[0044] The drying step carried out after addition of contact sorption drying carrier to the bacterial water suspension can be performed by, e.g., convective drying methods, contact drying methods or by using electromagnetic radiation. Examples of convective drying methods suitable for the present invention include, but are not limited to, spray drying, spray granulation and fluidized bed drying. The common feature for convective drying methods is that warm and dry gas flushes around the product and enters into a heat and mass transfer with the product. Convective methods transfer required heat and/or dryness by convection to the wet product. During contact drying, the wet product is stationary in touch with a warm surface or constantly brought into new contact with the warm surface by stirring or revolving. Drying by electromagnetic radiation (infrared or microwave radiation) involves using a belt dryer or a stationary support and submitting the wet product to electromagnetic radiation energy which is being absorbed by the wet product. The absorbed energy serves to warm up the product whereby the moisture in the wet product is evaporated. Drying times using electromagnetic radiation often result in very short drying times. Before the drying step additional components, such as nutrients and protecting agents, can be added to the bacterial cells. Examples of such additional components are given above.

[0045] A probiotic composition is thereafter prepared wherein the dry bacterial preparation, comprising lactic acid producing bacteria and contact sorption drying carrier, is dispersed in a lipid phase. During this step, further additional components, such as nutrients for bacterial propagation and skin caring substances can be added to the probiotic composition.

[0046] The probiotic composition is finally added to the hygiene product. Preferably, the probiotic composition is applied in a stripe(s) or patch(es), since covering a too large part of the hygiene products would result in reduced absorptive properties of the product. Preferably, not more than 40% of the surface of the hygiene product is covered by the probiotic composition. More preferably, not more the 20% of the surface of the hygiene product is covered by the probiotic composition.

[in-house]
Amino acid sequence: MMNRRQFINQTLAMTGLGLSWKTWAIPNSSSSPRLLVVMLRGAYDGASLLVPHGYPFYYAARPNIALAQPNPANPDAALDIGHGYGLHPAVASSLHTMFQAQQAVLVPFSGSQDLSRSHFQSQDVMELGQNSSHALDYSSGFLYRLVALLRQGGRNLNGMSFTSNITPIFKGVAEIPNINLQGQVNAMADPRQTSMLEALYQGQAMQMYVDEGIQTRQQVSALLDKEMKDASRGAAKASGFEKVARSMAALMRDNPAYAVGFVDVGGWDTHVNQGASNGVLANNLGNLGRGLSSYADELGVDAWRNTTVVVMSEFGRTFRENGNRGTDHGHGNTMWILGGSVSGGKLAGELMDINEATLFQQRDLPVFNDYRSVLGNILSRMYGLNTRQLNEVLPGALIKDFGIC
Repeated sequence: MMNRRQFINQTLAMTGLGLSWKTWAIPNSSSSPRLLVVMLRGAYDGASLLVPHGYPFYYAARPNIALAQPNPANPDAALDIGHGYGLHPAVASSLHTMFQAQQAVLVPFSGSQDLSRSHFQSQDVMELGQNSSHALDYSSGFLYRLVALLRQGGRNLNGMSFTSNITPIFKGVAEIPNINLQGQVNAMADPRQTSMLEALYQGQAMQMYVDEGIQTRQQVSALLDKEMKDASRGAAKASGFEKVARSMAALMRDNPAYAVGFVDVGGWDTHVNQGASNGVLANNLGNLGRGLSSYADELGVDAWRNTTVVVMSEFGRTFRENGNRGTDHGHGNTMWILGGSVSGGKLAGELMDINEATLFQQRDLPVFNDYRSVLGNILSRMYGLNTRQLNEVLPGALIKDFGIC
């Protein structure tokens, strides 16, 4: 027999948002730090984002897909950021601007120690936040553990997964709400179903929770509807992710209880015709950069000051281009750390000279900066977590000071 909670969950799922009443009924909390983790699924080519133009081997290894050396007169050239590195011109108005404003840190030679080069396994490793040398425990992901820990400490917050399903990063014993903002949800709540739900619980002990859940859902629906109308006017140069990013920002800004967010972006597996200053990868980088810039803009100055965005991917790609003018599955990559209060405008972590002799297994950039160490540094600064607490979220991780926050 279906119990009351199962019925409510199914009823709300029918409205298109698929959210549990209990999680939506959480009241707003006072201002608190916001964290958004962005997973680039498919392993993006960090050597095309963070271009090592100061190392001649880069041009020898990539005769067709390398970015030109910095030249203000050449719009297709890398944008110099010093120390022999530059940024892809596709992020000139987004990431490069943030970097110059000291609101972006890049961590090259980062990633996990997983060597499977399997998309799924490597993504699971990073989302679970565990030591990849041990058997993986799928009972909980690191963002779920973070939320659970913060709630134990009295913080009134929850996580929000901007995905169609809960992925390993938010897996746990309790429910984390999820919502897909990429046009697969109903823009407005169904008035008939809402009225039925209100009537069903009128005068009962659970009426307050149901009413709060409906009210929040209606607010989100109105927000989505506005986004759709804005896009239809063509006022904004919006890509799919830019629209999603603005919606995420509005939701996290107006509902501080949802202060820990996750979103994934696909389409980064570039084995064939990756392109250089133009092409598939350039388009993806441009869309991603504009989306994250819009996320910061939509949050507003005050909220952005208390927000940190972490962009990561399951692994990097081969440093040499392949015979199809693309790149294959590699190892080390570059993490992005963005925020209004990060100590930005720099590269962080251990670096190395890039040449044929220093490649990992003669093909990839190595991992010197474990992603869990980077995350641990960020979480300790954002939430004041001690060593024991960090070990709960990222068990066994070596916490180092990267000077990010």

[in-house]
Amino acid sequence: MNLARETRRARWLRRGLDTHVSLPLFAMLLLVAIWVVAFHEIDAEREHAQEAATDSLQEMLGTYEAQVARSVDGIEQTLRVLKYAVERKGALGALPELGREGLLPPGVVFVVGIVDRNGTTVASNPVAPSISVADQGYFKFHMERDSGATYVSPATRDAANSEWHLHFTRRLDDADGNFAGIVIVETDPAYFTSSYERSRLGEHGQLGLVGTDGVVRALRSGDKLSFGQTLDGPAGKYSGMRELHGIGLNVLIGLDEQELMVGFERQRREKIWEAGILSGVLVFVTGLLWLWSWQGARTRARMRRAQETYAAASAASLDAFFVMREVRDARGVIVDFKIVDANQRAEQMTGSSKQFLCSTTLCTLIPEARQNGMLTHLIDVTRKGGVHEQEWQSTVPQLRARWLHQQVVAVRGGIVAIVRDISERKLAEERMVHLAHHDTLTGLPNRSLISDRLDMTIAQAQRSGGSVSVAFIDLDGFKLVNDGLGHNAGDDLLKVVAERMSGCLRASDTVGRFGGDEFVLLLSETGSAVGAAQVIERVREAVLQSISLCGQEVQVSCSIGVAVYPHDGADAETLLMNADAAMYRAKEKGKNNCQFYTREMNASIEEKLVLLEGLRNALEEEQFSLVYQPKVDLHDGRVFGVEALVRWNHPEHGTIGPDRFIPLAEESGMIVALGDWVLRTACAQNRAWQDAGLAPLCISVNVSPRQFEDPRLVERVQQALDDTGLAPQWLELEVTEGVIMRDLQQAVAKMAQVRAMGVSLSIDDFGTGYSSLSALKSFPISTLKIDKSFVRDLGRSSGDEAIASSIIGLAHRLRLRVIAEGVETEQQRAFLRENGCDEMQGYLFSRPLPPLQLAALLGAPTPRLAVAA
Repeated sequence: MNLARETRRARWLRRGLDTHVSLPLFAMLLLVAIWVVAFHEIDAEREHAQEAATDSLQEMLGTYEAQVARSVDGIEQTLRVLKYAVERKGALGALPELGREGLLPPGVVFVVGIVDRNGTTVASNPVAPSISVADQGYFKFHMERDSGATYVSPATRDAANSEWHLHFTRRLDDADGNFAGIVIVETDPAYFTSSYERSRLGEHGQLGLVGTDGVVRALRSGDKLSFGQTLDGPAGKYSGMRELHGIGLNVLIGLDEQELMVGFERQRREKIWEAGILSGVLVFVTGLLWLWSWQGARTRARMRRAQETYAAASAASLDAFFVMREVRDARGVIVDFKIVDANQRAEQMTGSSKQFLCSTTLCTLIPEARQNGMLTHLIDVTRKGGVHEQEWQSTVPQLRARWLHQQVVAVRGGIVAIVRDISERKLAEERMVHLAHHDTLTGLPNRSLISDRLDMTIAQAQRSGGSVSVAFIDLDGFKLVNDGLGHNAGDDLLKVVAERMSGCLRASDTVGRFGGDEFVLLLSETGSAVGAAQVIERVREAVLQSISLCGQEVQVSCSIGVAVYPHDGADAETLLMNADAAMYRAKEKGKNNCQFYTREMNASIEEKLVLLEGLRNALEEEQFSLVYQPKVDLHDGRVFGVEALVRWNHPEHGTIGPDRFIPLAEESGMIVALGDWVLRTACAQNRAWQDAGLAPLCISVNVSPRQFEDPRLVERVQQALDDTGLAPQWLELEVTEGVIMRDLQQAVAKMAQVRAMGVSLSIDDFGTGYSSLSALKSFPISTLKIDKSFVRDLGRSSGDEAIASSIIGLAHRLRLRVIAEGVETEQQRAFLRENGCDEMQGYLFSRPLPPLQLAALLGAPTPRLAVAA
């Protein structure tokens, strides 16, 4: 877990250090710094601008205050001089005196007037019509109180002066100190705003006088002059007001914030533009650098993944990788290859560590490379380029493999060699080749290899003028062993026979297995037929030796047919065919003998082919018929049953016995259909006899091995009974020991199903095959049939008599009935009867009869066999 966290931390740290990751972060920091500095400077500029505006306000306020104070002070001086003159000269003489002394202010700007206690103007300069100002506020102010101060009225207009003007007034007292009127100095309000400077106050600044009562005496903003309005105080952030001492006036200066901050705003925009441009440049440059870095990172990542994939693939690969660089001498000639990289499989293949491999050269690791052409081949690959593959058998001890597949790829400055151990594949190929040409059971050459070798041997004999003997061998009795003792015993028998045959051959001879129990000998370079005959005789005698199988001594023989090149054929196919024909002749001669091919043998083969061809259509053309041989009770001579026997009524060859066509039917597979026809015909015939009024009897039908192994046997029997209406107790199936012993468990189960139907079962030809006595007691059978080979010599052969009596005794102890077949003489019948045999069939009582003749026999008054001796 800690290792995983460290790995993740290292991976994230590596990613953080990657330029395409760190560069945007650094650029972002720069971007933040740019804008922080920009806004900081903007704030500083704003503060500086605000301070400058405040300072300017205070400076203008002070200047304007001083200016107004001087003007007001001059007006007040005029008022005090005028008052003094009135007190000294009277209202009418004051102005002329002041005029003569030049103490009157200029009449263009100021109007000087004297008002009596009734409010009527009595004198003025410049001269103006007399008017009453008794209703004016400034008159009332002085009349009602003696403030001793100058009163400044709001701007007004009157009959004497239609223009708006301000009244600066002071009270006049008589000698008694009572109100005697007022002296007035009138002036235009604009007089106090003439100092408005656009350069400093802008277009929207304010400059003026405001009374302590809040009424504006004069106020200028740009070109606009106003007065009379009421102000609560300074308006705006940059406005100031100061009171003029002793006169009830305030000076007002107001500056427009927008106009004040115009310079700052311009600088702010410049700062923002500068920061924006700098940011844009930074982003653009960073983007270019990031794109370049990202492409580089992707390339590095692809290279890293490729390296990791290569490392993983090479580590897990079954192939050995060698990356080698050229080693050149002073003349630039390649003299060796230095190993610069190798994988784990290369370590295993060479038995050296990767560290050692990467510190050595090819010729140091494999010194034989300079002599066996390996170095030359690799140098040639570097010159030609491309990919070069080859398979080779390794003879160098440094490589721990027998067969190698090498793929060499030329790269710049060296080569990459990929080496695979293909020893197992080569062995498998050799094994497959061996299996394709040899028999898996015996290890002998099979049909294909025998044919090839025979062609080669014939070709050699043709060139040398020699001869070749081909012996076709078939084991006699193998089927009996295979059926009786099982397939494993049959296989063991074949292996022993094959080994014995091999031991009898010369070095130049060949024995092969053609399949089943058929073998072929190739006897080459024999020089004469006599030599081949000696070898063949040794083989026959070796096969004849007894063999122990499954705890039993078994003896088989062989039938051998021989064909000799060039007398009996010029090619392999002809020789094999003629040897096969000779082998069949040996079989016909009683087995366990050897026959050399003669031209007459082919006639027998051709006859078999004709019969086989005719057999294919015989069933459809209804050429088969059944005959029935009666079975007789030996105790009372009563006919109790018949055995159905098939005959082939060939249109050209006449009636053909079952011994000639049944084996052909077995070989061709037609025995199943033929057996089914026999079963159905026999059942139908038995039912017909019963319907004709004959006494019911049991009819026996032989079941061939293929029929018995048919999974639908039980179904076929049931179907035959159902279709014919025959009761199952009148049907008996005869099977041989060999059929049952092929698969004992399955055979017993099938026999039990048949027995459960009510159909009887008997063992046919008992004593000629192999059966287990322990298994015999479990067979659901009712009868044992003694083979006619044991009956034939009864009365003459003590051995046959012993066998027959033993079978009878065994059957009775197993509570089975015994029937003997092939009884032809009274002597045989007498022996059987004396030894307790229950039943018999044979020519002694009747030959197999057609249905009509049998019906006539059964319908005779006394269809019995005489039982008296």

[0047] The present invention also relates to hygiene products comprising a probiotic composition, produced by the process described above.

[0048] The probiotic composition according to the present invention is applied to a hygiene product, such as a hygiene tissue, incontinence guard, diaper, panty liner, tampon, sanitary napkin, etc.

[0049] By “hygiene tissue” is meant any device for wiping skin, for instance, a washcloth, patch, towelette, napkin, wetwipe, and the like. The hygiene tissue provided can be composed of a matrix comprising any natural or synthetic fiber, such as rayon, cellulose, regenerated cellulose, polyester, polyolefine fibers, textile and the like, or foam, nonwoven, felt or batting, or combinations thereof. The probiotic composition according to embodiments of the present invention is applied or impregnated to the hygiene tissue matrix.

[0050] The probiotic composition of embodiments of the present invention, is, as described above, particularly suitable for application to absorbent products, such as sanitary napkins, incontinence guards, panty-liners, diapers, tampons, etc, since these products provide a convenient means for delivery of lactic acid bacteria to the urogenital area. The sanitary napkins, incontinence guards, panty-liners, tampons, and diapers according to an embodiment of the invention preferably comprise of a liquid permeable casing sheet facing the user and an absorbent layer comprised of one or more layers, placed beneath or inside the liquid permeable casing sheet. The probiotic composition is placed onto the casing sheet or inside it.

[0051] Below a more detailed description of an absorbent product, such as a sanitary napkin, panty liner, diaper or incontinence guard is given. The absorbent product 1 shown in FIG. 1 and FIG. 2 (cross-section of the absorbent product depicted in FIG. 1 along the line II-II in FIG. 1) includes a liquid-permeable casing sheet or top sheet 2 disposed on that side of the absorbent product which is intended to lie proximal to the wearer in use. The liquid-permeable casing sheet 2 will conveniently consist in a somewhat soft, skin-friendly material. Different types of non-woven material are examples of suitable liquid-permeable materials. Other casing sheet materials that can be used are perforated plastic films, net, knitted, crocheted or woven textiles, and combinations and laminates of the aforesaid types of material.